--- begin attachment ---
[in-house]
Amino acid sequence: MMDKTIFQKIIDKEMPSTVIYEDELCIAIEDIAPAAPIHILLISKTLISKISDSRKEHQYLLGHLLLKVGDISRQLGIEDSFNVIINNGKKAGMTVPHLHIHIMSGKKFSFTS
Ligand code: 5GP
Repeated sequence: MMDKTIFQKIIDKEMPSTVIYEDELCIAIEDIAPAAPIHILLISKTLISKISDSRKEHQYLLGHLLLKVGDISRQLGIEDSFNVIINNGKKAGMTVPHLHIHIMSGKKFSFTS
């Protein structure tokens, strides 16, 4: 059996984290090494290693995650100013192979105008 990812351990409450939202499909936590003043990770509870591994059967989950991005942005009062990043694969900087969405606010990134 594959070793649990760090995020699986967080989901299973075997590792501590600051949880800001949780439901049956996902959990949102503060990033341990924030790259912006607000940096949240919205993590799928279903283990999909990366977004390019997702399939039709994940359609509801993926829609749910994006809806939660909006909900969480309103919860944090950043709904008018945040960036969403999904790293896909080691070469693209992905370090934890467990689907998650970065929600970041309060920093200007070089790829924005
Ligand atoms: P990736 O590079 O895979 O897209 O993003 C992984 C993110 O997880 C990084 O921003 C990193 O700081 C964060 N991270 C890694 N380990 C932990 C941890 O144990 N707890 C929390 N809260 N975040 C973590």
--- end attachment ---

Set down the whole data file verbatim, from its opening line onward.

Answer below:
[in-house]
Amino acid sequence: MMDKTIFQKIIDKEMPSTVIYEDELCIAIEDIAPAAPIHILLISKTLISKISDSRKEHQYLLGHLLLKVGDISRQLGIEDSFNVIINNGKKAGMTVPHLHIHIMSGKKFSFTS
Ligand code: 5GP
Repeated sequence: MMDKTIFQKIIDKEMPSTVIYEDELCIAIEDIAPAAPIHILLISKTLISKISDSRKEHQYLLGHLLLKVGDISRQLGIEDSFNVIINNGKKAGMTVPHLHIHIMSGKKFSFTS
């Protein structure tokens, strides 16, 4: 059996984290090494290693995650100013192979105008 990812351990409450939202499909936590003043990770509870591994059967989950991005942005009062990043694969900087969405606010990134 594959070793649990760090995020699986967080989901299973075997590792501590600051949880800001949780439901049956996902959990949102503060990033341990924030790259912006607000940096949240919205993590799928279903283990999909990366977004390019997702399939039709994940359609509801993926829609749910994006809806939660909006909900969480309103919860944090950043709904008018945040960036969403999904790293896909080691070469693209992905370090934890467990689907998650970065929600970041309060920093200007070089790829924005
Ligand atoms: P990736 O590079 O895979 O897209 O993003 C992984 C993110 O997880 C990084 O921003 C990193 O700081 C964060 N991270 C890694 N380990 C932990 C941890 O144990 N707890 C929390 N809260 N975040 C973590």